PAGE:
They apply these two series to assess the accuracy of GPT-4 earnings forecasts and the response of its stock attractiveness ratings to news. They also measure 30-day future returns of equal-weighted portfolios based on GPT-4 attractiveness ratings, reformed with each ratings update. Using the two series of GPT-4 ratings during July 5, 2023 through  September 8, 2023, they find that: Keep Reading


Can large language models (LLM) such as ChatGPT and GPT-4 pass the Chartered Financial Analyst (CFA) exam, which covers fundamentals of investment tools, asset valuation, portfolio management and wealth planning? In their October 2023 paper entitled “Can GPT models be Financial Analysts? An Evaluation of ChatGPT and GPT-4 on Mock CFA Exams”, Ethan Callanan, Amarachi Mbakwe, Antony Papadimitriou, Yulong Pei, Mathieu Sibue, Xiaodan Zhu, Zhiqiang Ma, Xiaomo Liu and Sameena Shah investigate whether ChatGPT and GPT-4 could pass the CFA exam. They ask the models to respond to mock exam questions from the first two of the three levels on the exam:

  • Level I – 180 standalone multiple choice questions (using questions from five mock exams).
  • Level II – 22 vignettes and 88 accompanying multiple choice questions, with a higher proportion requiring interpretation of numerical data and calculations than found in Level I (using questions from two mock exams).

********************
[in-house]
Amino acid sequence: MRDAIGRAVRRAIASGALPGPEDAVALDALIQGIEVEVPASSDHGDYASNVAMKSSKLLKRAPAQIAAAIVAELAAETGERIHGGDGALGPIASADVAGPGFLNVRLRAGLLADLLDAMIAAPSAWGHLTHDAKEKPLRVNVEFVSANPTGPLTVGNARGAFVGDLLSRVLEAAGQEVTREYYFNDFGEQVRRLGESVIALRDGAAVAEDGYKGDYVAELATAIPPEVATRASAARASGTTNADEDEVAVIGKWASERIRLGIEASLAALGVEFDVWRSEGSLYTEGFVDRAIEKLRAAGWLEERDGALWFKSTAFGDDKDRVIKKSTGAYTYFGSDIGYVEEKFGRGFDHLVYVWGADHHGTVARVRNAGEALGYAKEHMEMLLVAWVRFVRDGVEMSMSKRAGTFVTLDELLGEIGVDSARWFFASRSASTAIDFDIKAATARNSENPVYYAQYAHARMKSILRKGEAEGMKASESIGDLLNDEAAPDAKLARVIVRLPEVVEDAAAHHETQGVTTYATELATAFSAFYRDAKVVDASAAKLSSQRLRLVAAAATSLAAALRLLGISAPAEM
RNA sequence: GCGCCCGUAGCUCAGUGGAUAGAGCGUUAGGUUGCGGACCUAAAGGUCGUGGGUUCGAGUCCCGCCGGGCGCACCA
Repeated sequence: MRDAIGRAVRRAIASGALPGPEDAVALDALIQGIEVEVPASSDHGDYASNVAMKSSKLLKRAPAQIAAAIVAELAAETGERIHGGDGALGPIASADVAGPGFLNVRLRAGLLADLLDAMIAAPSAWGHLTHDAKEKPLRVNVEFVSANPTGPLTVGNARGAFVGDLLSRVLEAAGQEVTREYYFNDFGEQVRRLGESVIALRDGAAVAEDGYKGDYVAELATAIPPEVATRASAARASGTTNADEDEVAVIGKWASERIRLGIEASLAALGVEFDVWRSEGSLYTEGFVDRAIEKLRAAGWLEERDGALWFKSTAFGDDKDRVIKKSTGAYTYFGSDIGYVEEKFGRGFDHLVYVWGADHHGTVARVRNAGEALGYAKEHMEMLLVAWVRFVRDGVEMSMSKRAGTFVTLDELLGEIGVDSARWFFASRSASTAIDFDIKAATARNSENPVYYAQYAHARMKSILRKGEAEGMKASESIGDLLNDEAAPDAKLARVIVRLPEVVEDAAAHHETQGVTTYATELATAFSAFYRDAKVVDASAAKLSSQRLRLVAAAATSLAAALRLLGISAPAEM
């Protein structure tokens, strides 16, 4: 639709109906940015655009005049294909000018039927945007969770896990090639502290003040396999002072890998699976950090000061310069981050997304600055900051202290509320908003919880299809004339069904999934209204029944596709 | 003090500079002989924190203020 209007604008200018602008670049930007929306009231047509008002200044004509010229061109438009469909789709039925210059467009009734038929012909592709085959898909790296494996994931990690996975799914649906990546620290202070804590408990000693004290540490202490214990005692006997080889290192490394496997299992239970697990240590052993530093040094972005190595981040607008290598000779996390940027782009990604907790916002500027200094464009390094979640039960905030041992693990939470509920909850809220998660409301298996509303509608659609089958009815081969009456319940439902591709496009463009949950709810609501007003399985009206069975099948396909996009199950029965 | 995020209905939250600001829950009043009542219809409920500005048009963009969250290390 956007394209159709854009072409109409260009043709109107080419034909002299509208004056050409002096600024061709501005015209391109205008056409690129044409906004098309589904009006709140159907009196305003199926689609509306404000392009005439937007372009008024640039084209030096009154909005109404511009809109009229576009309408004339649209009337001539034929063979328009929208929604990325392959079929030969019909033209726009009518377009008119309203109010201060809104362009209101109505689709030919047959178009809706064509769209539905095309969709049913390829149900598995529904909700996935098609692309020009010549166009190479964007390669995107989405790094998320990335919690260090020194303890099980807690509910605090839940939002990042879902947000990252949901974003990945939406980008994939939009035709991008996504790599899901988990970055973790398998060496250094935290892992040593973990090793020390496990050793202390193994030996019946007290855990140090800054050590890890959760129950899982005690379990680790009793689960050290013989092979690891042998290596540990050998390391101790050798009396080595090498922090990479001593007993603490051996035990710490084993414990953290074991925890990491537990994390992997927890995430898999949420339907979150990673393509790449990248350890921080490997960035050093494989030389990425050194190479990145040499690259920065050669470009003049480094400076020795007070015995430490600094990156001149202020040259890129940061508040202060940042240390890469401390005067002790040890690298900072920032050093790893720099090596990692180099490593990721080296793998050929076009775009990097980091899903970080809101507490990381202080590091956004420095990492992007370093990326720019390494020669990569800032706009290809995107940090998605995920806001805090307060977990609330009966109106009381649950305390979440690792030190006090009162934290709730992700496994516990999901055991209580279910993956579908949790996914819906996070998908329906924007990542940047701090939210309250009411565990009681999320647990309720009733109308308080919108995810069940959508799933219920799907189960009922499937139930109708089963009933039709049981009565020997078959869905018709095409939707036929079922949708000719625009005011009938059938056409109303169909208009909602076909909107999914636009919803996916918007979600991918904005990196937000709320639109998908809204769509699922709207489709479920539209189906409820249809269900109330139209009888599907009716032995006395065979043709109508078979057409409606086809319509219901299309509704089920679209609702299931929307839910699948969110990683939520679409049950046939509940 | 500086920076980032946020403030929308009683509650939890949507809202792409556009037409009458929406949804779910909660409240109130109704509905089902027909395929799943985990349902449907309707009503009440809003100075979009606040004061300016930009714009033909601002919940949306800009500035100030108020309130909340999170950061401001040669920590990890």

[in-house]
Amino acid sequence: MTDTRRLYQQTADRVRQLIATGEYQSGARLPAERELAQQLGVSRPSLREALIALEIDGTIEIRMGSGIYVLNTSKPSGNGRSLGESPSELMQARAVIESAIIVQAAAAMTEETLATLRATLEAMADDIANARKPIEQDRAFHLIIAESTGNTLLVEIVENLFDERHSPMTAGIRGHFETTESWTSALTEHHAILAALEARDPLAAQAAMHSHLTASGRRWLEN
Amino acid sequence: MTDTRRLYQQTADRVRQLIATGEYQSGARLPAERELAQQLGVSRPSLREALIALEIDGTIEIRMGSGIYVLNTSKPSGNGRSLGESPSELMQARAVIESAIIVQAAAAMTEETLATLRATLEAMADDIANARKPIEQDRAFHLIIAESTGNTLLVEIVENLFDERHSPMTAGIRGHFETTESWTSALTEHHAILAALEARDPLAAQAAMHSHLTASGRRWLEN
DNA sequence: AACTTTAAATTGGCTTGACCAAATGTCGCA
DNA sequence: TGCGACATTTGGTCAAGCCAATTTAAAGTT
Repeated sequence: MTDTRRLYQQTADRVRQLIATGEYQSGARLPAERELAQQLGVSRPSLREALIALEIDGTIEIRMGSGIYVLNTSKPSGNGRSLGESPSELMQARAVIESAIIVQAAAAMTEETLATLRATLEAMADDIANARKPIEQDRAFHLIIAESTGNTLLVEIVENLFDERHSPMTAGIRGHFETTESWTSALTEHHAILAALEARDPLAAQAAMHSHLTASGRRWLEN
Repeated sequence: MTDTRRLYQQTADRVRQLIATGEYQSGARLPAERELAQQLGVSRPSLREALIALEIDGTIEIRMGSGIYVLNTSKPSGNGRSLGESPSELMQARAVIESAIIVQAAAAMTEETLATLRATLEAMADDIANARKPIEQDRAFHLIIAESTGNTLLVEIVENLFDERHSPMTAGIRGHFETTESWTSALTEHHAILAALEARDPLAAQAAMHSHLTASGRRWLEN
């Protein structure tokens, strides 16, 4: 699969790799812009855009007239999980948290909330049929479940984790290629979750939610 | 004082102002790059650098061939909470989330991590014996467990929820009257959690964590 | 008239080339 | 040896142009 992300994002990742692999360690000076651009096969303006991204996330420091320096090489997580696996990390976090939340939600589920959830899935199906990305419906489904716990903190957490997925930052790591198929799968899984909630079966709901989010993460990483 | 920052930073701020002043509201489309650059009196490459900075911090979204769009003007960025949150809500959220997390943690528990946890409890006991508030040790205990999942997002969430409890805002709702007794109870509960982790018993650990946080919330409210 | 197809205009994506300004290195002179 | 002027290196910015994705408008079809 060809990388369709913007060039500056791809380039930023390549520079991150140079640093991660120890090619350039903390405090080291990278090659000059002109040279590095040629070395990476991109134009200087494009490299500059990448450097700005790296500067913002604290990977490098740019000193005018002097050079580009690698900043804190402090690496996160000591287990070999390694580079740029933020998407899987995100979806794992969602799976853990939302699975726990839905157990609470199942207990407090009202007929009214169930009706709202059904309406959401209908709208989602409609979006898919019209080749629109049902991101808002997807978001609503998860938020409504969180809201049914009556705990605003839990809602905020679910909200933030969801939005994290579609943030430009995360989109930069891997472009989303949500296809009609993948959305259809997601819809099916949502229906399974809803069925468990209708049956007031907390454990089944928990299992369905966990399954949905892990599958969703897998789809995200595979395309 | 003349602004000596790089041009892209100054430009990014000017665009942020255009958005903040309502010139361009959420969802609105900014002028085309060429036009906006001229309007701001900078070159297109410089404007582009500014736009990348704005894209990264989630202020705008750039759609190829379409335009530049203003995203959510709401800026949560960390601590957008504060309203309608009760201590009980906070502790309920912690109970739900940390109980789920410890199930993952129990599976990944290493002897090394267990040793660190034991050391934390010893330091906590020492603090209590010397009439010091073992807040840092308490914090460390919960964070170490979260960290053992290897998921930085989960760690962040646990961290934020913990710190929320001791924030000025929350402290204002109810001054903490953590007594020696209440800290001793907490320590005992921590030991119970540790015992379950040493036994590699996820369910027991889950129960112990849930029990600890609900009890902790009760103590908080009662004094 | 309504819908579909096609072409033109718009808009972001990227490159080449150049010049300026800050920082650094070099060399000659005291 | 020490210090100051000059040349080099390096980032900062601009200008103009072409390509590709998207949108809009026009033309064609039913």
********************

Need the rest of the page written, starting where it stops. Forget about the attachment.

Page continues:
• Level III – a mix of vignette-related essay questions and vignette-related multiple choice questions (untested due to the difficulty of assessing essay responses).

They assess responses to the Level I and II mock exam questions via three approaches:

  1. Gauging inherent model reasoning abilities without providing any correct examples.
  2. Facilitating model acquisition of new knowledge by providing examples of good responses for either (a) a random sample of questions within level or (b) one question from each exam topic.
  3. Prompting the models to address each question step-by-step and to show their work for calculations.

They then compared responses of the two models to approved answers and estimate whether either could pass based on proficiency thresholds reported by CFA exam takers on Reddit. Using mock CFA Level I and II exam questions and the three test approaches as described above, they find that: Keep Reading

Predicting Short-term Market Returns with LLM-generated Market Sentiment